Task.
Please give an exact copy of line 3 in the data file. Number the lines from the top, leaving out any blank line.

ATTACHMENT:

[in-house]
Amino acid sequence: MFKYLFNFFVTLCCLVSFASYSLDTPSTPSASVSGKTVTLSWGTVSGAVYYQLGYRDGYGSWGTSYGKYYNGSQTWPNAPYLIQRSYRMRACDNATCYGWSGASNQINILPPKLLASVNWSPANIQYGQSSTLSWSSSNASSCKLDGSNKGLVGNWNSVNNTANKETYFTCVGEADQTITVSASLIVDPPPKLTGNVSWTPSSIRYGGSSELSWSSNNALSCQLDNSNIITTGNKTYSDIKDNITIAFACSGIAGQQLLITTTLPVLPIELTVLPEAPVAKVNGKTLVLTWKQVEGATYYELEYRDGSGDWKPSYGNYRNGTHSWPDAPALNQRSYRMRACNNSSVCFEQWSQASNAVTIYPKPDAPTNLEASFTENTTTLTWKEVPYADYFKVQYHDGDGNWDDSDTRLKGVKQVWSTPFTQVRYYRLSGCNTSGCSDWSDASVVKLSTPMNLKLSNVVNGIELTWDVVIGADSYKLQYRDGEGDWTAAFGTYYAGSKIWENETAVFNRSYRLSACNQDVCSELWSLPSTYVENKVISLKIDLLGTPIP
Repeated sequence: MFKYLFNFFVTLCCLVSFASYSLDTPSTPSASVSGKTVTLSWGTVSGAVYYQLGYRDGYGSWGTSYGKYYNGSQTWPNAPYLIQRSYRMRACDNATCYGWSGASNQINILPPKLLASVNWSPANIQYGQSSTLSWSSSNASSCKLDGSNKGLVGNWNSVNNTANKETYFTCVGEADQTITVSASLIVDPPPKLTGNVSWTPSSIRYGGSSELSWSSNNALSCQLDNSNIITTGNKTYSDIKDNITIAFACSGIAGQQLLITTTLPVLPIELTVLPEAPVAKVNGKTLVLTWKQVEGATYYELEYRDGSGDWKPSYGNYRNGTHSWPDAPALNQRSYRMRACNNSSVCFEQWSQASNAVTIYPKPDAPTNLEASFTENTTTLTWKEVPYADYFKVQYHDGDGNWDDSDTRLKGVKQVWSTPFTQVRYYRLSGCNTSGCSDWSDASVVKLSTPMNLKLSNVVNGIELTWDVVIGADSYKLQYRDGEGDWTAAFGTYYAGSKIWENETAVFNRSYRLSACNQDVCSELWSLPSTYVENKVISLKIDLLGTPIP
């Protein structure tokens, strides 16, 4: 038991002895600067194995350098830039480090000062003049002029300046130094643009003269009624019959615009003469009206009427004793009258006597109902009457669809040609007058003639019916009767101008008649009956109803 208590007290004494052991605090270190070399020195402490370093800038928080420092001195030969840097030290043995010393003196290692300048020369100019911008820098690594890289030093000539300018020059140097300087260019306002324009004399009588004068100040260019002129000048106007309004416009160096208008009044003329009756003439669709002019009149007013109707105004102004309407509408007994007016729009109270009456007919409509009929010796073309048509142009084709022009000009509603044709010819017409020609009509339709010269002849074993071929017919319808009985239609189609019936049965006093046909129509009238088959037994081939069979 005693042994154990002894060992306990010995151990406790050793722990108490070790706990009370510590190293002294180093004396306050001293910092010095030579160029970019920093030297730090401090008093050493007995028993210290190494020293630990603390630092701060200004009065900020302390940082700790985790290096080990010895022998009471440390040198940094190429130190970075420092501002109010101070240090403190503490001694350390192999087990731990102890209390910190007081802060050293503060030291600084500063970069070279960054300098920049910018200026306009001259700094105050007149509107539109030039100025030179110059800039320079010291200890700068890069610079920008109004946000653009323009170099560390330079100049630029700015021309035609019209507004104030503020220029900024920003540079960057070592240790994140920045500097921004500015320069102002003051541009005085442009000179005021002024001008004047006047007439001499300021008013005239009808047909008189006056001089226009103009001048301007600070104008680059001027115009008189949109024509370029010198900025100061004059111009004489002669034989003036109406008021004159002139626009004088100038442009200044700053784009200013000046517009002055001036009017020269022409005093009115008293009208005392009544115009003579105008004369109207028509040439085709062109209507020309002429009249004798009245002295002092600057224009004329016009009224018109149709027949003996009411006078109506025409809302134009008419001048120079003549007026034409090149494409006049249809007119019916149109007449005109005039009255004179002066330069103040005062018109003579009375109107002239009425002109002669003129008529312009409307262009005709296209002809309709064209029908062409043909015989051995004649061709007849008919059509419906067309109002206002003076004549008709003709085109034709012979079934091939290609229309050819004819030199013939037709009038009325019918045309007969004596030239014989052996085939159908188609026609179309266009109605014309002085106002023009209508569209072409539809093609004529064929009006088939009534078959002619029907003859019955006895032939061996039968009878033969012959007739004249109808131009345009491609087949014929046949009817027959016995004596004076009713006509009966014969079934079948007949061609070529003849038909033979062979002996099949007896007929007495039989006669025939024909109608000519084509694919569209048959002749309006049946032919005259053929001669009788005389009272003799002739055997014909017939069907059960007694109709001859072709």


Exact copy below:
Repeated sequence: MFKYLFNFFVTLCCLVSFASYSLDTPSTPSASVSGKTVTLSWGTVSGAVYYQLGYRDGYGSWGTSYGKYYNGSQTWPNAPYLIQRSYRMRACDNATCYGWSGASNQINILPPKLLASVNWSPANIQYGQSSTLSWSSSNASSCKLDGSNKGLVGNWNSVNNTANKETYFTCVGEADQTITVSASLIVDPPPKLTGNVSWTPSSIRYGGSSELSWSSNNALSCQLDNSNIITTGNKTYSDIKDNITIAFACSGIAGQQLLITTTLPVLPIELTVLPEAPVAKVNGKTLVLTWKQVEGATYYELEYRDGSGDWKPSYGNYRNGTHSWPDAPALNQRSYRMRACNNSSVCFEQWSQASNAVTIYPKPDAPTNLEASFTENTTTLTWKEVPYADYFKVQYHDGDGNWDDSDTRLKGVKQVWSTPFTQVRYYRLSGCNTSGCSDWSDASVVKLSTPMNLKLSNVVNGIELTWDVVIGADSYKLQYRDGEGDWTAAFGTYYAGSKIWENETAVFNRSYRLSACNQDVCSELWSLPSTYVENKVISLKIDLLGTPIP